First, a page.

WASHINGTON: President Barack Obama sent the U.S. Congress a $3.83-trillion budget on Monday that would pour more money into the fight against high unemployment, boost taxes on the wealthy and freeze spending for a wide swath of government programmes.
The deficit for this year would surge to a record-breaking $1.56 trillion, topping last year’s then unprecedented $1.41-trillion gap. The deficit would remain above $1 trillion in 2011, although Mr. Obama proposed to institute a three-year budget freeze beginning in 2011 on a variety of programmes outside of the military and homeland security as well as increasing taxes on energy producers and families making more than $2,50,000.
Echoing the pledge in his State of the Union address to make job creation his top priority, Mr. Obama put forward a budget that included a $100-billion jobs measure that would provide tax breaks to encourage businesses to boost hiring as well as increased government spending on infrastructure and energy projects. He called for fast congressional action to speed relief to millions left unemployed in the worst recession since the 1930s.
Mr. Obama’s new budget attempts to navigate between the opposing goals of pulling the country out of a deep recession and getting control of runaway budget deficits.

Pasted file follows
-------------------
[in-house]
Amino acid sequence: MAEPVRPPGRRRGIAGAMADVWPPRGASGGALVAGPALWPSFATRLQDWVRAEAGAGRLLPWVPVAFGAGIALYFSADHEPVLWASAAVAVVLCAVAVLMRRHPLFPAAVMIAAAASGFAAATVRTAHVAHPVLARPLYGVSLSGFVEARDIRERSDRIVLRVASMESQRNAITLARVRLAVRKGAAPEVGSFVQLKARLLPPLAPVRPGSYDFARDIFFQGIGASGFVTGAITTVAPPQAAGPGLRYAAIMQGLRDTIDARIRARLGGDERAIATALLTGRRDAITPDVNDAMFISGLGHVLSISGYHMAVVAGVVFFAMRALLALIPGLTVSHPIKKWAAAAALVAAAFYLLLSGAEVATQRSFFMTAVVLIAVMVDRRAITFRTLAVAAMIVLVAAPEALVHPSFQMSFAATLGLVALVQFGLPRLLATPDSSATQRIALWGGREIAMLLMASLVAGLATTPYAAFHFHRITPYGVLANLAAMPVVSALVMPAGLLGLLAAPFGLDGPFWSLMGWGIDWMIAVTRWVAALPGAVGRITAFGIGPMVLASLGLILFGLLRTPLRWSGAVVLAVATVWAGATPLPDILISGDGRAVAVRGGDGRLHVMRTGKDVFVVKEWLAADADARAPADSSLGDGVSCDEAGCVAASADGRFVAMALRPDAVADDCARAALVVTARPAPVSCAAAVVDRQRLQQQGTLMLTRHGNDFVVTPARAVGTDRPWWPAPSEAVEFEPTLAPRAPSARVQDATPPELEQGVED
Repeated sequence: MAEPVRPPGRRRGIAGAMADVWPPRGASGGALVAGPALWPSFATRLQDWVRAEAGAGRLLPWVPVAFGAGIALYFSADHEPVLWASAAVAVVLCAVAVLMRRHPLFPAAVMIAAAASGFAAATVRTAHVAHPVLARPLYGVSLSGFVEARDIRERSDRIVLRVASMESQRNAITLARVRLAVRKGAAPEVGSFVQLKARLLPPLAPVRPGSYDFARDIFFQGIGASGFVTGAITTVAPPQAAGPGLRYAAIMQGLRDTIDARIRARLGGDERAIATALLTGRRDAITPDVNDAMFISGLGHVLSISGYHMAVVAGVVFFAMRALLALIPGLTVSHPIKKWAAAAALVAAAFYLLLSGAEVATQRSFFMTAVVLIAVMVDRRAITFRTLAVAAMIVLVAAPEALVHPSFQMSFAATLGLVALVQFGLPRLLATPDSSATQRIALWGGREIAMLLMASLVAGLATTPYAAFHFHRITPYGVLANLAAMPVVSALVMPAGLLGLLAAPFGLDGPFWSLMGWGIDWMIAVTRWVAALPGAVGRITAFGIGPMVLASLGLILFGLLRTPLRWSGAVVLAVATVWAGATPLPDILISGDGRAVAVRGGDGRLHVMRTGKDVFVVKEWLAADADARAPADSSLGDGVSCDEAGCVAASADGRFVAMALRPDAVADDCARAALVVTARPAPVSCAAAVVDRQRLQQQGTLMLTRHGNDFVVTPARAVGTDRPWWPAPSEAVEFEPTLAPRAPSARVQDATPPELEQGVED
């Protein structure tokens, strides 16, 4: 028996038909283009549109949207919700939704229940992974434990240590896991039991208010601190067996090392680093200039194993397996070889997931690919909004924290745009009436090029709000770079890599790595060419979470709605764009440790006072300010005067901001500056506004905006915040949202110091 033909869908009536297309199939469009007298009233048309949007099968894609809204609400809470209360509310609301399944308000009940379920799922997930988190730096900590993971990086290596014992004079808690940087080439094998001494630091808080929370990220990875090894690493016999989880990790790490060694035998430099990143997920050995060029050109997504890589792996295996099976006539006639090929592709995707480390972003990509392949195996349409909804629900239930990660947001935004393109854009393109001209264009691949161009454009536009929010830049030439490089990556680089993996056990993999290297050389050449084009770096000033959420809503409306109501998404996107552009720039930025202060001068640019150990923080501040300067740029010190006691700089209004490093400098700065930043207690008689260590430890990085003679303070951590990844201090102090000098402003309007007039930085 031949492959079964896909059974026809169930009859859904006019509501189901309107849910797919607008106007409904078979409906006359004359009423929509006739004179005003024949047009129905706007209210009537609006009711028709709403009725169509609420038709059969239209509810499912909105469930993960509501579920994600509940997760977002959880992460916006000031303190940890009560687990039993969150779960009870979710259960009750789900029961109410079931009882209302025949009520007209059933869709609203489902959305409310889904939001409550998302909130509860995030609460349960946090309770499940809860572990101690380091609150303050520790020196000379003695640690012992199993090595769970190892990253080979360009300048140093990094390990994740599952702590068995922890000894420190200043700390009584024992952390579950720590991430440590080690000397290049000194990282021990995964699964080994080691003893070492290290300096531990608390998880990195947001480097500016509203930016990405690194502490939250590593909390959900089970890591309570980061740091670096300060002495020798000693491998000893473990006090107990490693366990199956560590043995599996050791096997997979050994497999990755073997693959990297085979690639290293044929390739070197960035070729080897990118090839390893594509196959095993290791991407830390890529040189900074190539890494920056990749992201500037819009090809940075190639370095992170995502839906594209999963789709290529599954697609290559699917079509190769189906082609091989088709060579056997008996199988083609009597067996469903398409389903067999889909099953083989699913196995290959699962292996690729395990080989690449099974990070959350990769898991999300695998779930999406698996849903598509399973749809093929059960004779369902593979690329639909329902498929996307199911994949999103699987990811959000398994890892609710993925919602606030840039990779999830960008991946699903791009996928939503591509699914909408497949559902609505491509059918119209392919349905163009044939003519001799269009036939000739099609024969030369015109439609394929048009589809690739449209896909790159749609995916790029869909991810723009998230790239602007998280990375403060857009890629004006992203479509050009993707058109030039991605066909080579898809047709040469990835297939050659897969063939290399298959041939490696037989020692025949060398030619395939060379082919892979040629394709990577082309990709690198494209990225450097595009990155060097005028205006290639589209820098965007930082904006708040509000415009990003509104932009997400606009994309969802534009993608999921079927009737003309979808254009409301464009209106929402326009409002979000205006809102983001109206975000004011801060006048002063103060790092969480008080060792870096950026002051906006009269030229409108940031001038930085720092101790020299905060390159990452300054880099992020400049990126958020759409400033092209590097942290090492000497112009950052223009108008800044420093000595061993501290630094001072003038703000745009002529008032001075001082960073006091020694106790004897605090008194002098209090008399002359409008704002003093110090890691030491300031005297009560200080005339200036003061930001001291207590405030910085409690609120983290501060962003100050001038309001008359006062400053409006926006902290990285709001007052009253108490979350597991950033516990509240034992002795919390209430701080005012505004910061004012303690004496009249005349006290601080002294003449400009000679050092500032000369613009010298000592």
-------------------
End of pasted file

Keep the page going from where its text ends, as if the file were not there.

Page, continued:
Mr. Obama’s budget seeks a $33 billion increase in a supplemental appropriation this year for the military and $159.3 billion in 2011 to support Mr. Obama’s boost strategy to deal with the terrorist threat in Afghanistan and Pakistan.
NASA’s mission to return astronauts to the moon would be grounded, with the space agency instead getting an additional $5.9 billion over five years to encourage private companies to build, launch and operate their own spacecraft for the benefit of NASA and others. NASA would pay the private companies to carry U.S. astronauts.
Mr. Obama’s job proposals would push government spending in 2010 to $3.72 trillion, up 5.7 per cent from last year. Mr. Obama’s blueprint for the 2011 budget year, which begins October 1, would increase spending further to $3.83 trillion. — AP